Mysterious phenomena in a gigantic galaxy-cluster collision

March 10, 2015, National Radio Astronomy Observatory
Abell 2256, in a "true color" radio image made with the VLA. Credit: Owen et al., NRAO/AUI/NSF

Researchers using the Karl G. Jansky Very Large Array (VLA) have produced the most detailed image yet of a fascinating region where clusters of hundreds of galaxies are colliding, creating a rich variety of mysterious phenomena visible only to radio telescopes.

The scientists took advantage of new VLA capabilities to make a "true color" radio image. This image shows the region as it would appear if human eyes were sensitive to radio waves instead of . In this image, red shows where longer radio waves predominate, and blue shows where shorter predominate, following the pattern we see in visible light.

The image shows a number of strange features the astronomers think are related to an ongoing collision of . The region is called Abell 2256, and is about 800 million light-years from Earth and some 4 million light-years across. The image covers an area in the sky almost as large as the full moon. Studied by astronomers for more than half a century with telescopes ranging from radio to X-ray, Abell 2256 contains a fascinating variety of objects, many of whose exact origins remain unclear.

With monikers such as "Large Relic," "Halo," and "Long Tail," the features in this region are seen in greater fidelity than ever before, said Frazer Owen, of the National Radio Astronomy Observatory (NRAO). "The image reveals details of the interactions between the two merging clusters and suggests that previously unexpected physical processes are at work in such encounters," he said.

The researchers presented their results in the Astrophysical Journal.

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5 / 5 (3) Mar 10, 2015
That is some strange stuff. What could leave a trail of radio waves like the line in the middle? Has anything like that been seen by a radio telescope before?
5 / 5 (10) Mar 10, 2015

"What could leave a trail of radio waves like the line in the middle? Has anything like that been seen by a radio telescope before?"

That's a head-tail or (narrow-angle tailed) radio galaxy, representing a galaxy with a long, narrow one sided radio jet. The feature is even named 'The Long Tail' and extends over 540 kpc from a 15th magnitude(optical) galaxy in the cluster. There are other known, though less extreme, examples of this type of radio galaxy (one being visible to the right of The Long Tail in the picture above).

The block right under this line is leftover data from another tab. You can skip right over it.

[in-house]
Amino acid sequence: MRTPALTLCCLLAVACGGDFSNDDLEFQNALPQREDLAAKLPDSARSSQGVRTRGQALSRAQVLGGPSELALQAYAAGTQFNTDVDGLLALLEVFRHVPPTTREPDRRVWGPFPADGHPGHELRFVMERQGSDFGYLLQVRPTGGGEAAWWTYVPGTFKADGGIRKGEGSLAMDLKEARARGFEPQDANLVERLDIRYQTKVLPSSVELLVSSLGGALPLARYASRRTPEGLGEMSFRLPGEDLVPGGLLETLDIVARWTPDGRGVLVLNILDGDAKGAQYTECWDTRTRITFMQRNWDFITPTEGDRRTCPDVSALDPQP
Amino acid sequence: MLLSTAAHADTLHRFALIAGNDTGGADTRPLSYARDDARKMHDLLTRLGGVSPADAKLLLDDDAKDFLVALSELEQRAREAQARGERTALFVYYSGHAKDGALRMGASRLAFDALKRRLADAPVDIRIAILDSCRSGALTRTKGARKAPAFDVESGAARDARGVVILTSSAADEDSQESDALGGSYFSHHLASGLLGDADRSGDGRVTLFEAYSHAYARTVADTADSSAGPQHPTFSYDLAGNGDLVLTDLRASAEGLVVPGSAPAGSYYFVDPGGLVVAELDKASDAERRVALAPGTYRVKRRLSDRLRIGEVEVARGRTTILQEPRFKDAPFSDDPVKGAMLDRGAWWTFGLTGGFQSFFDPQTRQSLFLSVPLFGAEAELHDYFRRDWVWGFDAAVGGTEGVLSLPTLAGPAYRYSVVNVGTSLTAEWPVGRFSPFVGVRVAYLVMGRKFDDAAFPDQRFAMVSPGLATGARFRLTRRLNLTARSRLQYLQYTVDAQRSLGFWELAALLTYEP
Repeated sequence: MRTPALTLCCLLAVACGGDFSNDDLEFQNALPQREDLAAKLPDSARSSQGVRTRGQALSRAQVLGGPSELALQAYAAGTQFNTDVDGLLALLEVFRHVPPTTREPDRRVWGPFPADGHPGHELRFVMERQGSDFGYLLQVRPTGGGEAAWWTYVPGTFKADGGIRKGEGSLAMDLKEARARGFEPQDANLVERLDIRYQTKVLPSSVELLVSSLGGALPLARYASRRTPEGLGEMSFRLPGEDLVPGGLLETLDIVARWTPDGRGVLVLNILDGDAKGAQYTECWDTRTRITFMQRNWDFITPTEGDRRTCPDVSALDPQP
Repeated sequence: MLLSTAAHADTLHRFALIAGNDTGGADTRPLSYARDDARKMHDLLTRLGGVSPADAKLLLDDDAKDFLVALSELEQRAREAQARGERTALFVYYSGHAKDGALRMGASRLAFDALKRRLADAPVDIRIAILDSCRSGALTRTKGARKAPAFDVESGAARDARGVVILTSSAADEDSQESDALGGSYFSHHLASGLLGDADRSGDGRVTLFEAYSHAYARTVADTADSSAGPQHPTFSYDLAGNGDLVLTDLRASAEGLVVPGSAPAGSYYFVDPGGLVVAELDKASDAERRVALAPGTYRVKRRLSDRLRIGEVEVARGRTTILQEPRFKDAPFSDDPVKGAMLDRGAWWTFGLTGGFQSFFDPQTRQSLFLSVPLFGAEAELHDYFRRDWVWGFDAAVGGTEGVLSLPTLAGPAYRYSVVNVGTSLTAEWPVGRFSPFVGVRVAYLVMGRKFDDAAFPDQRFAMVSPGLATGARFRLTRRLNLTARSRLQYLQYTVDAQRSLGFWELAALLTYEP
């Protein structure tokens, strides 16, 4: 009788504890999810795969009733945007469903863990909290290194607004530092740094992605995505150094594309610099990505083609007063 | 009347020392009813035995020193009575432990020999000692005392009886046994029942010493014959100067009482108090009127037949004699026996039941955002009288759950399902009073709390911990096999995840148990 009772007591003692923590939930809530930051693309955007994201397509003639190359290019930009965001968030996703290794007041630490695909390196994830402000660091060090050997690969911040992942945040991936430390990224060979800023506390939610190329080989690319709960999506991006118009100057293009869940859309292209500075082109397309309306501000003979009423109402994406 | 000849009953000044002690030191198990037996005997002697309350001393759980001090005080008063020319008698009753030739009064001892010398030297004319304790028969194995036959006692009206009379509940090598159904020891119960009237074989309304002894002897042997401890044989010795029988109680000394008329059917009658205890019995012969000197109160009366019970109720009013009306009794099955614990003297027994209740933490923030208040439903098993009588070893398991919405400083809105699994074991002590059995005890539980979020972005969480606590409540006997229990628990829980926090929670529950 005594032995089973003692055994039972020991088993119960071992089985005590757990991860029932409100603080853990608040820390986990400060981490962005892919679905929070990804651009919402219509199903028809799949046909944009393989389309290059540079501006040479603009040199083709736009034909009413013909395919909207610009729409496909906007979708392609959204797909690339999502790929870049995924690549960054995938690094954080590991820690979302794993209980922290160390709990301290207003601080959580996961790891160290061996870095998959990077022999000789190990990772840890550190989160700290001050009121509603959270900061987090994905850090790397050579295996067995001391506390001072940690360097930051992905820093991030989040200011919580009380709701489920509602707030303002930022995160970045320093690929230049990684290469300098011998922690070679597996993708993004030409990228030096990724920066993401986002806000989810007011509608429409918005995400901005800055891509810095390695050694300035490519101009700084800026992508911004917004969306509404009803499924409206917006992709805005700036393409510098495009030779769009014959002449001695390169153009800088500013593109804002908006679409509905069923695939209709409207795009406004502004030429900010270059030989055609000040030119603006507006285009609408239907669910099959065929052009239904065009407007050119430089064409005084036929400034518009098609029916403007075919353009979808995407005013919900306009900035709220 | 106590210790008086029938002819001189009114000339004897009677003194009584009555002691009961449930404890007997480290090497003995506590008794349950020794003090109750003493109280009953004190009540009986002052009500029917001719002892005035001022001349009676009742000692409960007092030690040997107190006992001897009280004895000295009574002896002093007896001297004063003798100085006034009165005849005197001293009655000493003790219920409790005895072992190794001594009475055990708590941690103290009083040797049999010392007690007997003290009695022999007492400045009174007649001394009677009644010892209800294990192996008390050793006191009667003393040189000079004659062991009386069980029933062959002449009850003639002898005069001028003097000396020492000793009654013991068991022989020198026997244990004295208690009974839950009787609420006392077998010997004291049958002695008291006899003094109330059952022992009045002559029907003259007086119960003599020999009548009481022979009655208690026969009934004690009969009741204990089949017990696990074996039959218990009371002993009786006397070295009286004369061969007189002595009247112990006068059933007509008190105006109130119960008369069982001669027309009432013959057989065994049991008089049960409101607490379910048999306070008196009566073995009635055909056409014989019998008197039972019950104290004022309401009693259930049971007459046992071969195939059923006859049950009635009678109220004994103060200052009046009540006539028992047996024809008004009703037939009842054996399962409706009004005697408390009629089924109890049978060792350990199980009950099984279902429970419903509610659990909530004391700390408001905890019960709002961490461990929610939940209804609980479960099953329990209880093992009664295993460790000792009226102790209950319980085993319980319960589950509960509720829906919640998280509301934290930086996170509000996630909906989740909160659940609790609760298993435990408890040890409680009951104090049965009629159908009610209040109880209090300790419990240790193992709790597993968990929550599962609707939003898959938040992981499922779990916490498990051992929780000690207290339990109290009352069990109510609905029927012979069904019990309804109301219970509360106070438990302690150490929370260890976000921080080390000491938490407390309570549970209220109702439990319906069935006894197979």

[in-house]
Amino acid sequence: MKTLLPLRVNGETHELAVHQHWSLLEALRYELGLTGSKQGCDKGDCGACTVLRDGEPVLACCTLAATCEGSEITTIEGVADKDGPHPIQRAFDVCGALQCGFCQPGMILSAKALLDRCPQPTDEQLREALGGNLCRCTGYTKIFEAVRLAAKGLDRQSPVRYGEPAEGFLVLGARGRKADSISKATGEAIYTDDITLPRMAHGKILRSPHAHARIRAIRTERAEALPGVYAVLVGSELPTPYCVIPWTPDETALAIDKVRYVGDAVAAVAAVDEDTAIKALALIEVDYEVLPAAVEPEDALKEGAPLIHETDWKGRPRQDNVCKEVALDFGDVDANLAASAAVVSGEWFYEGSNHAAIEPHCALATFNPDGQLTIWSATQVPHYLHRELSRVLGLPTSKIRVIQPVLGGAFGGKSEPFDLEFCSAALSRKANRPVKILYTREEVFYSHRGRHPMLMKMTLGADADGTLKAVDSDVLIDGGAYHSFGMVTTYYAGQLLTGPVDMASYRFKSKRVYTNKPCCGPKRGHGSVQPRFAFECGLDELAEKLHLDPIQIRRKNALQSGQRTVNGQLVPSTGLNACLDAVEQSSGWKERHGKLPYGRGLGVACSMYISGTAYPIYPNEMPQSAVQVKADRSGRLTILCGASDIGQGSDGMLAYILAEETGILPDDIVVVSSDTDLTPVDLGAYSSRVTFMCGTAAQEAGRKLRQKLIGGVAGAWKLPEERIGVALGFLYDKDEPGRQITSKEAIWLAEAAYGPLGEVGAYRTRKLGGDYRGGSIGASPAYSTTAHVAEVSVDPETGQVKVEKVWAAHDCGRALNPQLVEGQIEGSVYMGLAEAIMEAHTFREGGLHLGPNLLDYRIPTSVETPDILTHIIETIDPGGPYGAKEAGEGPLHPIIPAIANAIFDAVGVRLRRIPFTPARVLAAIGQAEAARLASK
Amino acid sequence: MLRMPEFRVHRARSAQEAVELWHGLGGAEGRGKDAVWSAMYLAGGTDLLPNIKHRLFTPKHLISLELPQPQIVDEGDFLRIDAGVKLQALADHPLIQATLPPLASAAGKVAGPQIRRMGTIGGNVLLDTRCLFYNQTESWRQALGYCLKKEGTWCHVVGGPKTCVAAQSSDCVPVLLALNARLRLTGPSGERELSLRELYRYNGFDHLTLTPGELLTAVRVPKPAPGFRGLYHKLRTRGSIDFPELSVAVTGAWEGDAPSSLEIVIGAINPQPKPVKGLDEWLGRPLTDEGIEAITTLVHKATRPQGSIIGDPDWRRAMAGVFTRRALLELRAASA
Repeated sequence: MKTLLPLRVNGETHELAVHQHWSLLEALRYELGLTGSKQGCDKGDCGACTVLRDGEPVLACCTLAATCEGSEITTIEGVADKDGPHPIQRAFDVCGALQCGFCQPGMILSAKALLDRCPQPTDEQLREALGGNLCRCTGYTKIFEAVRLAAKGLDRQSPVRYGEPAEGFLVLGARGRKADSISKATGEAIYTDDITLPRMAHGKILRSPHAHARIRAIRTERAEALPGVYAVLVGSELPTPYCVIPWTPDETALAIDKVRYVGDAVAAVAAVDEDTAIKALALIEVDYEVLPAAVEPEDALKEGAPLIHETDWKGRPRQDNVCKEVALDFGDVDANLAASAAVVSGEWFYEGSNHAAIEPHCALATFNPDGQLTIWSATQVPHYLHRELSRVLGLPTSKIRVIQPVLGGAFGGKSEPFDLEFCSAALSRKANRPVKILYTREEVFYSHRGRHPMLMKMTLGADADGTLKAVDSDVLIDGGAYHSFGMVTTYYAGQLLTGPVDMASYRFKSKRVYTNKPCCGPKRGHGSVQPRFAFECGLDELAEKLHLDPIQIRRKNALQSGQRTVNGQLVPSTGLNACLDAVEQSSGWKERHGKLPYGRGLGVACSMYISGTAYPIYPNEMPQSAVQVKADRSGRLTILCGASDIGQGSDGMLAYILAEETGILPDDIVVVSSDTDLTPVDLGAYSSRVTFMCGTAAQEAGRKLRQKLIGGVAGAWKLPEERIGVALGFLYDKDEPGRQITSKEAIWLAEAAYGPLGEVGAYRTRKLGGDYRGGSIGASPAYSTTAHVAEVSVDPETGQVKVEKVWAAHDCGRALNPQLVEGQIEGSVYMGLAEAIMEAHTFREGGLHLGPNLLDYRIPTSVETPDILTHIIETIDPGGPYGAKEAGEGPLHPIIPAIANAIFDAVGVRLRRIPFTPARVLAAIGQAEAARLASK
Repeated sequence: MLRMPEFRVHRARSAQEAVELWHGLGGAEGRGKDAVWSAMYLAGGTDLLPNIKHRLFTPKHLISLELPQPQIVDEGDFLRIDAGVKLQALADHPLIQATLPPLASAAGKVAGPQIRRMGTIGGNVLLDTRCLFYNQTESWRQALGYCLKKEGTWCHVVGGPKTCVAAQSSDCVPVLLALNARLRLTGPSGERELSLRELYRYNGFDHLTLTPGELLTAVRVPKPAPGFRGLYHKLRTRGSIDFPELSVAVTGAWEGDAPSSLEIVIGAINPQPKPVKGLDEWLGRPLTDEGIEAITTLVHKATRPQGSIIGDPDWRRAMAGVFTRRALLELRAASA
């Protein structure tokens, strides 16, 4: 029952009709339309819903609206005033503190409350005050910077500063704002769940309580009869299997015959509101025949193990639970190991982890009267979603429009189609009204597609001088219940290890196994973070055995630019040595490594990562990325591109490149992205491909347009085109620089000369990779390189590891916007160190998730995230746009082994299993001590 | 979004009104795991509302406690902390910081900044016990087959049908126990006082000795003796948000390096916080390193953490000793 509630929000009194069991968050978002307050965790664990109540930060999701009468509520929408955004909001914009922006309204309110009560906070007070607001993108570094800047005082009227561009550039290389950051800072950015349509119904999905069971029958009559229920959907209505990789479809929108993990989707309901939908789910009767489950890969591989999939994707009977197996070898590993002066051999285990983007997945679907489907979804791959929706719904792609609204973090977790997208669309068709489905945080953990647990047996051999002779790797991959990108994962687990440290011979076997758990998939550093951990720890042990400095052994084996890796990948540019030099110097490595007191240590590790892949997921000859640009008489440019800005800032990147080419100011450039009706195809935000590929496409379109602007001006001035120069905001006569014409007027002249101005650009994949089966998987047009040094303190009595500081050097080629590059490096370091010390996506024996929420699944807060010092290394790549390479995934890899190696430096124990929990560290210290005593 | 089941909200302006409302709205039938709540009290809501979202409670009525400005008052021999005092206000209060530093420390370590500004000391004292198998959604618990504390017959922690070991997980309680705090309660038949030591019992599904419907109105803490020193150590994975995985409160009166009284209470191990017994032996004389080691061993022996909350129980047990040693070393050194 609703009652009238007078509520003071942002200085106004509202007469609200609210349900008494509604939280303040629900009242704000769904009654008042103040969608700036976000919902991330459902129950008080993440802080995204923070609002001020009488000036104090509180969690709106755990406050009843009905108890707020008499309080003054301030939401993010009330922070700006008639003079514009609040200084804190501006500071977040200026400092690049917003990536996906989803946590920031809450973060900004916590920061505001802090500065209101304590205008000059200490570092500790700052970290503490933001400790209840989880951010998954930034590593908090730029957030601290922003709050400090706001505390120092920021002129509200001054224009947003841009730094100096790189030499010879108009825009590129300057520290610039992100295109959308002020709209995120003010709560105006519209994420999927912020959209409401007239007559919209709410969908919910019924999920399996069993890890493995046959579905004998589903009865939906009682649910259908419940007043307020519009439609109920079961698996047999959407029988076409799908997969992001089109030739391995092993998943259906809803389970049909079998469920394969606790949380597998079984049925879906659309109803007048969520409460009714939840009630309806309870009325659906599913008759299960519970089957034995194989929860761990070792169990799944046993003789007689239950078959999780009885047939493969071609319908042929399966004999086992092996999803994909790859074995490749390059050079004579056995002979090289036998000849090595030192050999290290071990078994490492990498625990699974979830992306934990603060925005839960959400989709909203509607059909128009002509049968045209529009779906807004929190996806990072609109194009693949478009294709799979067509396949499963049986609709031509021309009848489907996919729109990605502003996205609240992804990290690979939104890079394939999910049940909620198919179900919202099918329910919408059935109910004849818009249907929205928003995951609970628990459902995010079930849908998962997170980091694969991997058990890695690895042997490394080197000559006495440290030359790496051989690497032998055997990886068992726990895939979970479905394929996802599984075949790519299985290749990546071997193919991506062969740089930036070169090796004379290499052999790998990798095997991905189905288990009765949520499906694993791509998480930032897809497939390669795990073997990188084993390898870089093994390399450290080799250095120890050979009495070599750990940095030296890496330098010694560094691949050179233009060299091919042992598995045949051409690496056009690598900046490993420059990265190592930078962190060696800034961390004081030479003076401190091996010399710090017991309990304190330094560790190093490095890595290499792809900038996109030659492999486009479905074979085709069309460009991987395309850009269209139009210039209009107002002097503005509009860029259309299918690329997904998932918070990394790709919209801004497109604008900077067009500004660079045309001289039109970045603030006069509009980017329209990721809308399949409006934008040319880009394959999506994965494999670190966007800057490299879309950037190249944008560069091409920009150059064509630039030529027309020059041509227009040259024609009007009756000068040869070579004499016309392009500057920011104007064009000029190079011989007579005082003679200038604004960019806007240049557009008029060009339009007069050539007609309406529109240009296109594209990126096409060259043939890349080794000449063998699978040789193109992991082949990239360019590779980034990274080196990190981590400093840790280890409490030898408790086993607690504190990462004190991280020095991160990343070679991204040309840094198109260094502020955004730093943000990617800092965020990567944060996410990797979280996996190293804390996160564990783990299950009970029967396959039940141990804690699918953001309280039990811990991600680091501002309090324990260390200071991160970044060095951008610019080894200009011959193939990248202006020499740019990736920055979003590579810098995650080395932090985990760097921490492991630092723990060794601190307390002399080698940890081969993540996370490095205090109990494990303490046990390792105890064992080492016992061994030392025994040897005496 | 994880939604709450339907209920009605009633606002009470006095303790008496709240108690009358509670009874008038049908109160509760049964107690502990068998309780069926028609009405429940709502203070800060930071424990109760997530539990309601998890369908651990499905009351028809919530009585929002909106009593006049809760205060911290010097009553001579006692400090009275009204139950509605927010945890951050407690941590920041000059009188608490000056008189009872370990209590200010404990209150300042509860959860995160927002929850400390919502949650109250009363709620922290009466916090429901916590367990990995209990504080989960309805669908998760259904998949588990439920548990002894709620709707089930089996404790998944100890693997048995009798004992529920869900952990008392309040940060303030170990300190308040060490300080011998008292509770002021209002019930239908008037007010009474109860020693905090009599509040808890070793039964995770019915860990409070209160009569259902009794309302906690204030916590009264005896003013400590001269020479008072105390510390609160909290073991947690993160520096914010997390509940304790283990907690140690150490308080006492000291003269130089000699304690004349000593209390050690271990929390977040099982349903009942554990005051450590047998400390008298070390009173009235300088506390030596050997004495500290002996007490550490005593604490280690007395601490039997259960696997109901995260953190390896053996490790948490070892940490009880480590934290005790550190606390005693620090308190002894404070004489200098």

Further details about these VLA observations and images of this cluster (esp. Fig 13) may be found in this paper:
Captain Stumpy
4.3 / 5 (6) Mar 10, 2015
Further details about these VLA observations and images of this cluster (esp. Fig 13) may be found in this paper:
thanks for that link!
not rated yet Mar 10, 2015
If it's a jet why isn't it spreading out at the end like every other jet I've seen? Looks more like a laser beam. Is it also normal for the frequency to change from one end to the other?
3 / 5 (2) Mar 10, 2015
What could leave a trail of radio waves like the line in the middle?
IMO it's a pair of jet from ultramassive black hole, produced with merger. You can clearly see the Doppler effect there..
Looks more like a laser beam
Many galactic jets are actually quite narrow.
1 / 5 (1) Mar 11, 2015
If one watches the 6 part series called "The Primer Fields' this would be readily understandable. The work plasma physicists are doing with magnetic fields and electric current are providing solid data that corresponds nicely with recent radio telescope images.
This and other radio telescope data is providing further support for theories of galaxy and star formation put forth by the electric universe paradigm.
It should be soon that radio astronomers and astrophysicists notice these "other forces" are electrical (electromagnetic) in nature and explain many of the problems that confound them.
5 / 5 (1) Mar 11, 2015
4 million light years across,means that the colored jet shown in the middle must be about 2 million light years long?

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